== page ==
I’m in kind of a reading slump. Only kind of, because I’m reading some each day and enjoying what I’m reading. I just don’t feel fully committed to anything. Even graphic novels haven’t been working for me: my last two graphic novels have each taken me over a week to read, and as we all know, graphic novels don’t take a week! So I decided to try a picture-book-a-day challenge in November as a way to kick my kind of reading slump. I also have high hopes for NCTE and the many, many books I will hear about, see, and bring home!
Antoinette Portis’s Now was my favorite of the week and pretty much picture book perfection. A simple but powerful story about the joys of living fully in the present moment.
Margarita Engle’s All the Way to Havana is another new favorite that I look forward to sharing with my students. The text reads like a poem, and the story works so well as a descriptive slice of life. And Mike Curato’s illustrations are simply dazzling.
I liked the overall concept of Emma and the Whale (who doesn’t like to see baby whales rescued and reunited with their mamas?), but the story didn’t entirely work for me. Transitions are abrupt, and there was a magical realism element to the communication between Emma and the whale that didn’t feel supported by other elements in the story. But Lee White’s illustrations are wonderful. Worth a look for the illustrations alone.
The illustrations may be the star of Red & Lulu, but there is a solid story here as well. Red and Lulu are a cardinal couple that are separated when the tree they call home is cut down. Red must follow the tree as it’s being hauled away to catch up to Lulu. Even though the final destination of the tree is clearly revealed on the cover, I was still pretty much clueless as I was reading and managed to be surprised by that particular plot development. There’s an interesting little Author’s Note about the Rockefeller Center Christmas tree as well. This book will surely become a new Christmas favorite for many.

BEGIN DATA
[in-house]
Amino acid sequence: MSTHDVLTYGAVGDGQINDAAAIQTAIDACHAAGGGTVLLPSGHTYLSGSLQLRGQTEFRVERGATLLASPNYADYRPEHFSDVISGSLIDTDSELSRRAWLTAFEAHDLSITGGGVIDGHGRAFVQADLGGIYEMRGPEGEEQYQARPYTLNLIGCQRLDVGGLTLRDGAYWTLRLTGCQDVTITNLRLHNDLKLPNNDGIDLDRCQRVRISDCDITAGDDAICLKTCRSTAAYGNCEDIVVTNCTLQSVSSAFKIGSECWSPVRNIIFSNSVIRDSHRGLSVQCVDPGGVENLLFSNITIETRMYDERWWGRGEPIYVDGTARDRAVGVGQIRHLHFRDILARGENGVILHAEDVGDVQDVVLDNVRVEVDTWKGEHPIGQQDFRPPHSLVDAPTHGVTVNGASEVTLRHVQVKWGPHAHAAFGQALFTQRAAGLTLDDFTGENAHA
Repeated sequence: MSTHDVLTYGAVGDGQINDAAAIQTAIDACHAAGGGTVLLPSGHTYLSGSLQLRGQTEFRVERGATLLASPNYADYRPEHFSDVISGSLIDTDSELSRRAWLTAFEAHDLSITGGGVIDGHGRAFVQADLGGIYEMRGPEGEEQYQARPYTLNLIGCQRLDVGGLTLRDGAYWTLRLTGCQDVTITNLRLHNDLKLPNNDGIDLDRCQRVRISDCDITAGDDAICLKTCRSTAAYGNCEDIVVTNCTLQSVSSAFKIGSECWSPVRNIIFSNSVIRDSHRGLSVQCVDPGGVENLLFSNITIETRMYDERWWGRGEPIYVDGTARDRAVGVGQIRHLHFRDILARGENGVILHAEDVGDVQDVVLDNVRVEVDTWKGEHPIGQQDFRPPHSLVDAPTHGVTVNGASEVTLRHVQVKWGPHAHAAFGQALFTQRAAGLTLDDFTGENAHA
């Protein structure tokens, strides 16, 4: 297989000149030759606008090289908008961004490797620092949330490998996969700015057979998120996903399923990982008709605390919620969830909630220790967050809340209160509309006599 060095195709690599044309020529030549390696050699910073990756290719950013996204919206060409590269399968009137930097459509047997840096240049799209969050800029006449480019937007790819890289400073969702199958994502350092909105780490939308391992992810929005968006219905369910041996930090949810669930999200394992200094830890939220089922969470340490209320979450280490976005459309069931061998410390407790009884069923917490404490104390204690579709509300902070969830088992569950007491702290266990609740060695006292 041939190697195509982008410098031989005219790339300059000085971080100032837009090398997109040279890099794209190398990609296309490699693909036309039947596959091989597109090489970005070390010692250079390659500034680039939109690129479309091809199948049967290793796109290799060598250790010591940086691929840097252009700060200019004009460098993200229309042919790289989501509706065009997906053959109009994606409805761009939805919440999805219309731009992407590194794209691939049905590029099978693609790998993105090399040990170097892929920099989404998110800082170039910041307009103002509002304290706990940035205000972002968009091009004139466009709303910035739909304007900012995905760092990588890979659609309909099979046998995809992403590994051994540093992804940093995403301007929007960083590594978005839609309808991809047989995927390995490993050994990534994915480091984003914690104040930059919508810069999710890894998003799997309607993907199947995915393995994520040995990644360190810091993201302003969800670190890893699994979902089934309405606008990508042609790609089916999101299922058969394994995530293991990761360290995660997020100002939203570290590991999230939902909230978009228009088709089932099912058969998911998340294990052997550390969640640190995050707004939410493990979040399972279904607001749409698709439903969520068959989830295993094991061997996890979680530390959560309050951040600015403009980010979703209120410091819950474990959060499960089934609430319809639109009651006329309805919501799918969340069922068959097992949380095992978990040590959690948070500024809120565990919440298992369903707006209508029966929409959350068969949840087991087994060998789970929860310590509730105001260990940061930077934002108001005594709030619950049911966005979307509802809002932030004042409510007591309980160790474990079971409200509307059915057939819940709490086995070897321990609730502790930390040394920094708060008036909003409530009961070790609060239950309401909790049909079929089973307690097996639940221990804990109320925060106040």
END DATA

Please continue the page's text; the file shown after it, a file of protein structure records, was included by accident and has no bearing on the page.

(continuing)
A mostly wordless picture book from Patrick McDonnell about a little bird that misses out when its flock flies south for the winter and the cat who helps him out. A sweet story of adventure, kindness, and friendship, told through McDonnell’s usual charming illustrations.
Invisible Lizard is the story of Napoleon, a spiffy chameleon who lives on a spiffy tree in the jungle. Napoleon’s problem is that he wants to make friends, but he’s such a great chameleon that no one ever sees him. I think the story could have used one more edit to heighten the climax, but it’s an entertaining story with some eye-popping illustrations by Andy Atkins.
Right after reading about Napoleon, I happened to pick up this book about Bonaparte, a skeleton boy whose bones are constantly falling off. This wouldn’t be too much of a problem, except that sometimes the bones roll away and he can’t find them and he’s about to start school and worried that all the kids will make fun of him. His friends, Franky Stein, Blacky Widow, and Mummicula, come up with all kinds of creative ways to keep his bones together, but nothing works. At least not until they meet a bone-loving dog who agrees to be Bonaparte’s service animal. I liked that it’s a goofy, pun-filled story that still contains a thoughtful central message about physical challenges and the supports that those with challenges may need.
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